The Statement: In an interview on Fox News' "Hannity & Colmes" on Wednesday, October 8, Republican presidential candidate Sen. John McCain repeated his assertion that Democratic presidential candidate Sen. Barack Obama's tax plan "raises taxes on small business income."
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The Facts: Obama's tax plans, as stated on his Web site and as discussed by various analysts, would increase individual tax rates for the two highest tax brackets to pre-Bush administration levels of 36 percent and 39.6 percent. That would apply to families with income greater than $250,000 or singles with income greater than $200,000, affecting about 2 percent of taxpayers. That tax increase - or repeal of Bush tax cuts, depending upon one's perspective - would affect a portion of small businesses because many small business owners pay their taxes through personal income tax. The Bush tax cuts are scheduled to expire by 2011. Obama has said he would let them run out for people in the top two brackets, while giving new tax cuts to people making less.
But the number of small businesses and owners that would see a tax increase is hard to pin down because the term "small business" can be used to describe anything from an operation with hundreds of employees, to independent business people with no employees except themselves, to businesses that are little more than income-earning hobbies for their owners who also count income from other sources.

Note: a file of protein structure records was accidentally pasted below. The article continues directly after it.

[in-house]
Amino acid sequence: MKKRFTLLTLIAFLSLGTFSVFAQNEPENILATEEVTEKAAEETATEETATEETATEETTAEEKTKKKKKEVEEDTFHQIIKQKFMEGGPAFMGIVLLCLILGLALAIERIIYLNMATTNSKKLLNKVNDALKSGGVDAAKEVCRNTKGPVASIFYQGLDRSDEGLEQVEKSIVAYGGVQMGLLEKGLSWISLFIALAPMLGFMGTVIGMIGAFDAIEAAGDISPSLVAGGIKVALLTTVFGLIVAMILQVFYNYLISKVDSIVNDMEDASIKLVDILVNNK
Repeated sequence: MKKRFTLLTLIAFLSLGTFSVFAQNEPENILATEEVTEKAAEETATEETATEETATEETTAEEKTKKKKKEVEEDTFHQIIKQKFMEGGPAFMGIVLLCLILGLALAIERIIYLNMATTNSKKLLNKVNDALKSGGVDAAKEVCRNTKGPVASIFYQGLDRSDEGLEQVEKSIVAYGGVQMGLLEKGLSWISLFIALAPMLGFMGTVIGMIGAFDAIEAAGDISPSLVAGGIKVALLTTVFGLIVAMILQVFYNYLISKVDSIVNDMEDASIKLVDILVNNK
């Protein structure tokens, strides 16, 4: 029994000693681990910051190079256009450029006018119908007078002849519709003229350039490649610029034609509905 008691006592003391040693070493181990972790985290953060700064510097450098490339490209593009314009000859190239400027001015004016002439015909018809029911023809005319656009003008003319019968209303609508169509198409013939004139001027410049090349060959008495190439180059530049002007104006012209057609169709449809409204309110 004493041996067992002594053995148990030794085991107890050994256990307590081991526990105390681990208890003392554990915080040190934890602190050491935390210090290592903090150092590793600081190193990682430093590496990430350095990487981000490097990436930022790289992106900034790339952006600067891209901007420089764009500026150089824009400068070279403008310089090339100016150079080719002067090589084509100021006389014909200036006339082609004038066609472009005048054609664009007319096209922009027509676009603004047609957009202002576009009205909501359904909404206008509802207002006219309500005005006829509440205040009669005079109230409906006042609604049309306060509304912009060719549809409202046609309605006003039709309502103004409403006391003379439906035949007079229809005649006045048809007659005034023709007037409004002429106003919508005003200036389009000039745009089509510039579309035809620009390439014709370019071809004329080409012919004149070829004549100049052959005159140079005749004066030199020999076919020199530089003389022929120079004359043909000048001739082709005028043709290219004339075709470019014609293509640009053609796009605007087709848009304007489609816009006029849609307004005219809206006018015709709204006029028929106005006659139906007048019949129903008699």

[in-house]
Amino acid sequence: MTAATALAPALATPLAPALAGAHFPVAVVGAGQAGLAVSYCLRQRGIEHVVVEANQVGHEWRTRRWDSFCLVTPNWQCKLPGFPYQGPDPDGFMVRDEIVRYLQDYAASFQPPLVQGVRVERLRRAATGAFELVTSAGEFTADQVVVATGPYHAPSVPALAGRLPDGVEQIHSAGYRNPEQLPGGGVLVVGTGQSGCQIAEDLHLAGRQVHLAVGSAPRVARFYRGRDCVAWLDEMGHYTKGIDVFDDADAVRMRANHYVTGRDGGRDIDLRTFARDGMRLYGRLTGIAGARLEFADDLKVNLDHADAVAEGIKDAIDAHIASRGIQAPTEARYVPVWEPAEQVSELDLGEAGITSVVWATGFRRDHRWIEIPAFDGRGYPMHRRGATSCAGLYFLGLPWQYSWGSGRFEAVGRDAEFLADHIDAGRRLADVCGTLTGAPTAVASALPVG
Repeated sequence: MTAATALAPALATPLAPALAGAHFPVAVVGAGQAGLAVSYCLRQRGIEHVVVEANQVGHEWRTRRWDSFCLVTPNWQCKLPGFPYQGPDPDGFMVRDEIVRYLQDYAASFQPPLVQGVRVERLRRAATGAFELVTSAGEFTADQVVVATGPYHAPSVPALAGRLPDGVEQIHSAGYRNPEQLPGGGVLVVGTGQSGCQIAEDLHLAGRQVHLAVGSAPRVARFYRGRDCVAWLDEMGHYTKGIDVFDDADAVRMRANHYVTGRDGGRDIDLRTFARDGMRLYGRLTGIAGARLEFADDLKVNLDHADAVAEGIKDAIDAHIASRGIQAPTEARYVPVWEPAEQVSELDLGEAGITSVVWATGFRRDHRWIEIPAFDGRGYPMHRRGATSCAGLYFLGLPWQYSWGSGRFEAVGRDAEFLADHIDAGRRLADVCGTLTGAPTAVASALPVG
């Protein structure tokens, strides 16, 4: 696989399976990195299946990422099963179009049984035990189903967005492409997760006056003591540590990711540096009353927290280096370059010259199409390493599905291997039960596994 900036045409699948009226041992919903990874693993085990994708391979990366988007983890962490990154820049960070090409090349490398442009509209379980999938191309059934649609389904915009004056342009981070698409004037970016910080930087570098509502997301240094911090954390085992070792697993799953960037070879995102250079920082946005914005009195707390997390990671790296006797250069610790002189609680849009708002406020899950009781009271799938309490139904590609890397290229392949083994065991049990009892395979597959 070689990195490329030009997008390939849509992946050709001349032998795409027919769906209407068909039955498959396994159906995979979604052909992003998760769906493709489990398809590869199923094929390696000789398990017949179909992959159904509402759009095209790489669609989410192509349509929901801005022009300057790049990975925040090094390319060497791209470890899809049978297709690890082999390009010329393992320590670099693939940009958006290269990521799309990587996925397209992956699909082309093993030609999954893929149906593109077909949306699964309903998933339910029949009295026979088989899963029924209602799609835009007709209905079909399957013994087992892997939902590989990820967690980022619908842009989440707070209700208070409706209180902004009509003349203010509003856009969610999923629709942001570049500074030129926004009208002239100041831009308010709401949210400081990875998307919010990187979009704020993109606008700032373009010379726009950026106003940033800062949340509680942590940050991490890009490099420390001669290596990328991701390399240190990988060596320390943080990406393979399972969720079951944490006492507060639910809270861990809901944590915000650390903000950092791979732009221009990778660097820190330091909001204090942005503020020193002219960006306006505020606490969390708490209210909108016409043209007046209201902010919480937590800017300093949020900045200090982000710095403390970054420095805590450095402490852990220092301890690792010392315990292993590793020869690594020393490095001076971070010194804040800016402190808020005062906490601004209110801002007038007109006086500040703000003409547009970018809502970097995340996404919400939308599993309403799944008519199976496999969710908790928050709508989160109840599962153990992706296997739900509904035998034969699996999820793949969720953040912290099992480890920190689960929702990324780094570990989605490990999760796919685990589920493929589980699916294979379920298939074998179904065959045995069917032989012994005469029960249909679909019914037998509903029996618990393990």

"Technically (the McCain assertion) is correct in that taxes would go up for certain categories of small businesses," said Gerald Prante, senior economist with the Tax Foundation, a nonpartisan tax research group based in Washington. "But it really depends on how you define small business. It's like the very rich - it's only a small percentage of people but they have a lot of money. The same is true of the number of small businesses that would be affected by Obama's highest tax rates - it's a small percentage of the total number of small businesses in the United States."
Prante said the Tax Foundation estimates there are 36 million income-generating operations in the United States that can be classified as small businesses, using the foundation's "very generous" definition. Under current laws, the foundation calculates that small businesses pay $1.08 trillion in taxes annually. With Obama's plan, Prante said, the foundation estimates that "less than a few percent" of those small businesses would be above the $200,000 threshold and face a tax increase.
Obama's tax plan would leave the corporate tax rate at 35 percent and, according to Obama's Web site, taxes would remain the same or be reduced for families with less than $250,000 in income, whether that income came from a small business or wages or other sources.
The Verdict: Misleading. While Obama's plan would increase taxes for an undetermined number of small business owners who pay their taxes through personal income tax and whose incomes exceed $200,000, it would not establish across-the-board tax increases for all small businesses.
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